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The Problem with the Obama Tax Compromise

December 8, 2010 ·

Should we really be negotiating with a party that is dominated by corporatists who are happy with the increasing concentration of wealth?

The Obama “tax compromise” proposal extends tax cuts for high-income households and institutes a greatly diminished federal estate tax.  President Obama argues that he wants to change the politics of Washington and not hold unemployment benefits and middle class tax cuts  hostage.

But does the ransom always have to be so high?

It is one thing to compromise with people when you agree on similar goals.  You can work in good faith and agree to disagree on strategy.

The problem with continually compromising with the extreme right-wing corporatist faction that has taken over the Republican Party is they have a very different vision for the United States. 

They really don’t want to live in a society with greater equality of opportunity, healthy communities, shared prosperity.  They don’t give a rat’s behind about the quality of life for working class and poor people in the U.S. and around the world.  They do not lay awake at night concerned about hungry children, youth violence, the despair of prolonged unemployment, AIDS in Africa, and the ecological crisis. 

They have an Ayn Rand view of the world where they are the virtuous prime movers –and the rest of the world is parasites and looters, trying to pillage their wealth.

These Republicans are not Dwight Eisenhower, or Warren Rudman, or Lincoln Chaffee, or Ed Brooke.  There have always been political leaders in both major parties genuinely concerned about the common good.

The McConnell-Boehner-Bachmann-DeMint-Paul party would be content to live in a plutocracy –with vast disparities of wealth and power.   For various reasons, they believe this is the natural order of things –and don’t want to disrupt it.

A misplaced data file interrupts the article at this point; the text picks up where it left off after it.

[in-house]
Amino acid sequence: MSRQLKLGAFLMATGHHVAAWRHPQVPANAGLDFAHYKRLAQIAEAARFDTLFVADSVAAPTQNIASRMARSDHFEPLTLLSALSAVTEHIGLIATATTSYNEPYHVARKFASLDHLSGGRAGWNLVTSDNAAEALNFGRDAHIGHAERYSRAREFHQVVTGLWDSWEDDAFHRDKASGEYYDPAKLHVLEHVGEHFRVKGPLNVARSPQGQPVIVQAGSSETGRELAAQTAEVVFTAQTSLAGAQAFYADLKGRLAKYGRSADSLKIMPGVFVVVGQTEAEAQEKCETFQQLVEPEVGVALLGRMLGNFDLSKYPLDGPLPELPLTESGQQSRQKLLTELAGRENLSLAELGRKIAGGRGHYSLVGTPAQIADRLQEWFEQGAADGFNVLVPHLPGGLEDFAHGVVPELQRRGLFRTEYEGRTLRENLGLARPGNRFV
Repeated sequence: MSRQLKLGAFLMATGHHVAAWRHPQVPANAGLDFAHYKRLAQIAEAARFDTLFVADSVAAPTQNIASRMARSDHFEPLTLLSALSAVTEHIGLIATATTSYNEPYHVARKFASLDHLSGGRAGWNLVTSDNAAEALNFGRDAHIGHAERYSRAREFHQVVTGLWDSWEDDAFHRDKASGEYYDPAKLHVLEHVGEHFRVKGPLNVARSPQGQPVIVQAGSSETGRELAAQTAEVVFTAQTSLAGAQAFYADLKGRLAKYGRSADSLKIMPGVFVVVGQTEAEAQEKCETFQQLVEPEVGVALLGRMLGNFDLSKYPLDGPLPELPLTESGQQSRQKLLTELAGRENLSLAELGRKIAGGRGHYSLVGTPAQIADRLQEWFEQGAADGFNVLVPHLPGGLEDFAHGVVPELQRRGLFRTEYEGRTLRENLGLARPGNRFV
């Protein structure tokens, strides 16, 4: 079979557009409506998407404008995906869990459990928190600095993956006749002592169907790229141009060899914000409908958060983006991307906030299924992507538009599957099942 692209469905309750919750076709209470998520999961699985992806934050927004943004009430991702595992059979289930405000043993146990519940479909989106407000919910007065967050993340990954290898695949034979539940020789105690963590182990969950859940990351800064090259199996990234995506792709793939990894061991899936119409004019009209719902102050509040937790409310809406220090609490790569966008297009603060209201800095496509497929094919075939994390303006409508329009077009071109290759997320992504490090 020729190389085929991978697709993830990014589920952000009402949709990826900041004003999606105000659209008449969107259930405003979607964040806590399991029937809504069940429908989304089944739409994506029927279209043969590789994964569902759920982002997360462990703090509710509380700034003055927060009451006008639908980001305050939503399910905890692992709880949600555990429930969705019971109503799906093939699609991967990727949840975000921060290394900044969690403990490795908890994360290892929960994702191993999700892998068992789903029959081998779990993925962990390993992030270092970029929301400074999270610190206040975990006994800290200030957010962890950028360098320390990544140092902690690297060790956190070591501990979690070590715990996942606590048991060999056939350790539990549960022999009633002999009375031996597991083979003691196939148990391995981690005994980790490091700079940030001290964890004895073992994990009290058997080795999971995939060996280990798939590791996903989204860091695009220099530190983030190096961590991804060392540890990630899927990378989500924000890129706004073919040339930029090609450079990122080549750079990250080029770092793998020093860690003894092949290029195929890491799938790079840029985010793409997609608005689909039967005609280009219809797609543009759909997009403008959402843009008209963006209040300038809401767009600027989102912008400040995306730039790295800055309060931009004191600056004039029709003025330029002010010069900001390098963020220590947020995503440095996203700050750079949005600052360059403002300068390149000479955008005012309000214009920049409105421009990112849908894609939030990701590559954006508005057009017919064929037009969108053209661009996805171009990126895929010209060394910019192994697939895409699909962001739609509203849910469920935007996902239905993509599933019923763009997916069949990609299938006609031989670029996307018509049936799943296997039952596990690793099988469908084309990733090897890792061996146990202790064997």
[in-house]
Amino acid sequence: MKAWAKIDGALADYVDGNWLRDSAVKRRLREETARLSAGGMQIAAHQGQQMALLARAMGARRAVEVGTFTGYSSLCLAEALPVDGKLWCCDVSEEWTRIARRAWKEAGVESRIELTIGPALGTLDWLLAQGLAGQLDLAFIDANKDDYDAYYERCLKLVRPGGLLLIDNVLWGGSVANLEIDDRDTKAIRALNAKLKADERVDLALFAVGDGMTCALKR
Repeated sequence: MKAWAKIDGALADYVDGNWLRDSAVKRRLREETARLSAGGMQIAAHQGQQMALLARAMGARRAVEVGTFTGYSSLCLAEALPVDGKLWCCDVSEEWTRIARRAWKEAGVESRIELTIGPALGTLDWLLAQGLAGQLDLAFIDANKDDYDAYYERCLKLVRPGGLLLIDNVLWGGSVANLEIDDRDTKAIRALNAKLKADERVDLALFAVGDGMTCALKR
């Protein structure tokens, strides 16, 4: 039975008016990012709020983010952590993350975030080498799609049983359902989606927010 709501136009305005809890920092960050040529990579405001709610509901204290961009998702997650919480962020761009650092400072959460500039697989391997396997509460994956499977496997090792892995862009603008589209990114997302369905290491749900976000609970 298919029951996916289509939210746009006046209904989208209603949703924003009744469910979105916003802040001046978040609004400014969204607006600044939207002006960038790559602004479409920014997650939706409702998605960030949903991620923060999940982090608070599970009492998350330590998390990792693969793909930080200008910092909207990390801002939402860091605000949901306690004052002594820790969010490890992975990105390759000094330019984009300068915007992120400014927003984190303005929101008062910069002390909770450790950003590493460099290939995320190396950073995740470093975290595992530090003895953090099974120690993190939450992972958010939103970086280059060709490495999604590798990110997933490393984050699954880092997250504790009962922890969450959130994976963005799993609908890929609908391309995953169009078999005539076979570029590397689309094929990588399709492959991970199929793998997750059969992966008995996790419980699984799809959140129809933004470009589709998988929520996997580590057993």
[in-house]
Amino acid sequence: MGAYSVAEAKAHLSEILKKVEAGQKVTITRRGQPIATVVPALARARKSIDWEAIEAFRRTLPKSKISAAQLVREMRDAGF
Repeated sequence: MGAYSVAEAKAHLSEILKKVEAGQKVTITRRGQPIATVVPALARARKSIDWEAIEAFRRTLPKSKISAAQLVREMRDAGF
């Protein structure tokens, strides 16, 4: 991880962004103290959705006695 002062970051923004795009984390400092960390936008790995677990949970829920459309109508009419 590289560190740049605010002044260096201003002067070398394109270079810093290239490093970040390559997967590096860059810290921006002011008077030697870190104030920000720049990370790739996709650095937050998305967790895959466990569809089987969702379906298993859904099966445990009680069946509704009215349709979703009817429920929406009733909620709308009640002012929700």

And they are OK with rigging the game so that they and their wealthy constituents keep winning the game –while cloaking themselves in virtuousness and deservedness.

This is not a negotiation over which type of math curriculum will boost our children’s achievement.  This is not a “Getting To Yes” exercise in a Harvard Law School class.  This is a power struggle for the future soul of America:  Plutocracy versus Peace and Plenty.

If power keeps concentrating in the hands of a few –the very wealthy will use this power to further increase their power and privilege. 

There are inspiring examples of the opposite.  The Wealth for the Common Good network is a case in point –wealthy individuals speaking out for policies that would reduce the concentration of wealth and encourage more broadly shared prosperity.

One urgent action we can all take is to support the Responsible Estate Tax Act –which would effectively reduce the concentration of wealth.  See the Other 98 Percent’s petition campaign.

The great moral question of our time is: Does a policy further concentrate wealth and power –or does it disperse wealth and power?

The Obama “tax compromise” fails the test.  It will lead to a further concentration of wealth and power.  It moves us in the wrong direction.